Record themselves saying words or tongue twisters to listen for particular phonemes you’ve been working on.
Record conversations/roleplays to listen for sentence stress, weak forms or particular grammatical items (NOTE – there is a lot of linguistic information in even a short recording so unless you focus a student’s attention on one or two aspects it can be overwhelming).
Video a guide to their town, school or home. Video roleplays, scripted news items, cookery demonstrations, presentations etc.
Collect photographs of the English around them – posters, flyers, books, magazines, TV shows etc.
Music and Songs
These can be highly motivational as teens probably spend much of their free time listening to English language songs & artists. I wouldn’t worry particulary about choosing songs that are contemporary or ‘cool’, many teens appreciate different types of music. They may even be motivated to bring in their favourite songs to present to the class.
A lot of classic songs have been covered numerous times by other artists. If you’re using a song in class have a look for good cover versions – they may even be clearer and easier to understand. Different versions may appeal to different students. If you’re listening to a song 3 or 4 times using different versions may ease the monotony for you as well as the students.
‘What a Wonder World’ by Louis Armstrong (colours, common environment vocab) is covered by both Joey Ramone and The Innocence Mission (YouTube.com)
‘Singing in the Rain’ by Gene Kelly (weather words) is covered by Michael Feinstein (although there’s a lot of preamble to his version).
‘Leaving on a Jet Plane’ by John Denver (will future) is covered by St James and Anrika
‘Get Here’ by Oleta Adams (travel/transport) is covered by Justin Guarini and Jerry Grillo.
I often find group work goes more smoothly with some instrumental music on in the background, students may be less hesitant to speak. Sometimes it feels more natural to have background music on when doing writing tasks but be aware that some students might find it distracting.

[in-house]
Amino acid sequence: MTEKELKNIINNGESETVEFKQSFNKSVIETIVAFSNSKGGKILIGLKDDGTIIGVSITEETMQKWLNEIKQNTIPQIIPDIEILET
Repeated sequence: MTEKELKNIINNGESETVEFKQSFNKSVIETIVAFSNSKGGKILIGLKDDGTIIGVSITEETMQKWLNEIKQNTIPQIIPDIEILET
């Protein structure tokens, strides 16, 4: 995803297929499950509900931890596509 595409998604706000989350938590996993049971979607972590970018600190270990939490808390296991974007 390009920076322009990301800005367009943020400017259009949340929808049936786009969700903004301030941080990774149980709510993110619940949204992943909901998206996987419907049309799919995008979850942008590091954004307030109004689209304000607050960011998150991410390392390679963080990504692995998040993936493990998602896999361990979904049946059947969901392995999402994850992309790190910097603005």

I think behaviour is mostly addressed through effective classroom management techniques: limiting boredom, ensuring students are suitably challenged, changing pairings and groupings.
However, it is often useful to make your expectations clear. The best way I know of doing this is to discuss behaviour with students in the first lesson – what do they think is acceptable? How do they expect classmates to treat them? – and create class rules together.
Some activities will create noise if done well. Sometimes a certain level of noise indicates real engagement with the task. However, there are some things you can try to keep disruptive noise to a minimum.
Buzzers For group feedback or activities like quizzes you can ask groups to use buzzers rather than shouting out answers.
Written Conversations Rather than speaking it can be a nice change to use written conversations between students occasionally. This can work well with role plays (in place of or preceding spoken role plays) as well as less directed work. This sometimes gives students who are reluctant to speak a bit more confidence.
Background Music Gentle instrumental music can have a magical effect on a rowdy class.
NOTE: Pay attention to your noise too. Too many interruptions can be annoying (as well as less effective). Work on silent correction techniques such as pointing at particular phonemes or common mistakes displayed on classroom walls, or try using your hands to indicate intonation or contractions.
Adults often have very definite ideas about how they learn best. In many cases these are based on nothing other than how they remember being taught previously. Teenagers may be more open to experimentation – try TPR or Silent Way techniques, try translation and roleplays and all those EFL techniques we often don’t get to use. Best of all though, you get to help students experiment with techniques they and use to learn independently – recommend films, songs, graded readers. Suggest they keep their own vocabulary books, English journals or create their own dictionary. Encourage them to research lexical fields or grammatical constructions to present to the class. Teach them how to use a word box and mind maps, how to work with peers and independently, encourage them to find their own interests in English through online communities, magazines, music. Show them ways to find their own English soul!
As always, I’d love to hear your own thoughts and techniques for working with teenagers. Please get in touch.